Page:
One of the first things you notice about Welding@SVHEC training participant Eric Ford is his bright smile and laid back demeanor. He can often be seen sharing a laugh or helpful word with his classmates as he moves about the welding lab with confidence. It isn’t until you get to know Ford that you learn his kidneys failed several years ago, and he’s been a dialysis patient for three years.
Ford attributes his kidney failure to years of uncontrolled high blood pressure. “It was negligence over the years. I had problems with my blood pressure when I was as young as 19,” the now 39 year old states. “I remember when Walmart got the machines to check your blood pressure. I checked mine and it was so high I thought ‘Man this machine is broken,’” he continued.
Before being diagnosed with kidney failure, Ford says he lacked direction and focus. “I didn’t have a career. I ended up making some bad decisions and got into some trouble,” he said.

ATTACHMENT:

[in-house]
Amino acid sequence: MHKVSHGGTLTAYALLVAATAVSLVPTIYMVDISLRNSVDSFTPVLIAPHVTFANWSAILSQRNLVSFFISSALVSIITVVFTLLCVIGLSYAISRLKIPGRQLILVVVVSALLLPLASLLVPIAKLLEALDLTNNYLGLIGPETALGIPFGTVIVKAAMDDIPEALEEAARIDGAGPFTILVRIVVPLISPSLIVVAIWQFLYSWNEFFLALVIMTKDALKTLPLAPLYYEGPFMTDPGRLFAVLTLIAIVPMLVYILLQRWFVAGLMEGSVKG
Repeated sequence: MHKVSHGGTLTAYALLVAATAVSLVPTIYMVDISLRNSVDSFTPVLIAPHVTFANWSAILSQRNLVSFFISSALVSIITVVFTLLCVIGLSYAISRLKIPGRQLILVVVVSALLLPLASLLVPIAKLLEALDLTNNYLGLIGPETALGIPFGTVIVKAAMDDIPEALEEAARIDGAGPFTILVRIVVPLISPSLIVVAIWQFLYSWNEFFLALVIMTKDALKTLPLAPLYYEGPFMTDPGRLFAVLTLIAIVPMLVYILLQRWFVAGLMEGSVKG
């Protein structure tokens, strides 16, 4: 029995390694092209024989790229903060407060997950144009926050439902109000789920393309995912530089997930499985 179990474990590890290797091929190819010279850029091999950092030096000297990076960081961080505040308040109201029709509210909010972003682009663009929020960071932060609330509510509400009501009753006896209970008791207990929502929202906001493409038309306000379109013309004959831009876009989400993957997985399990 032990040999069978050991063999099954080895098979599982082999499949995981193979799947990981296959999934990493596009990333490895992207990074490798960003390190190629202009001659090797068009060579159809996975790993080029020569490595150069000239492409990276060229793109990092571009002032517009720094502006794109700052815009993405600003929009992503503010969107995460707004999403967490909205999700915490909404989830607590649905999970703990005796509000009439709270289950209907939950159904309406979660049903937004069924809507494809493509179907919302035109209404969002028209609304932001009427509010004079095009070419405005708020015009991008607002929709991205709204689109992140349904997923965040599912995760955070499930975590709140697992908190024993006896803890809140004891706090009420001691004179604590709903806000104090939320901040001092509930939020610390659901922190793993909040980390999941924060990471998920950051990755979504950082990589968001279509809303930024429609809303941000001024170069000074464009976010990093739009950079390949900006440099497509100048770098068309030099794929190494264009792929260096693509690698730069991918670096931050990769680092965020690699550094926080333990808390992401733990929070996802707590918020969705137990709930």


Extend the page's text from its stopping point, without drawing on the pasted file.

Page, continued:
Ford decided to use his illness as a motivator to change his life. He looked for a career that would be interesting and still allow him to receive dialysis treatment. He chose welding, and the Department of Rehabilitative Services (DARS) helped him find a program that would meet his needs. He enrolled in the Welding@SVHEC program, and began classes in February 2016.
The Southern Virginia Higher Education Center (SVHEC) celebrated the newest members of the region’s information technology (IT) workforce with a completion ceremony for the participants in the IT Academy’s third cohort.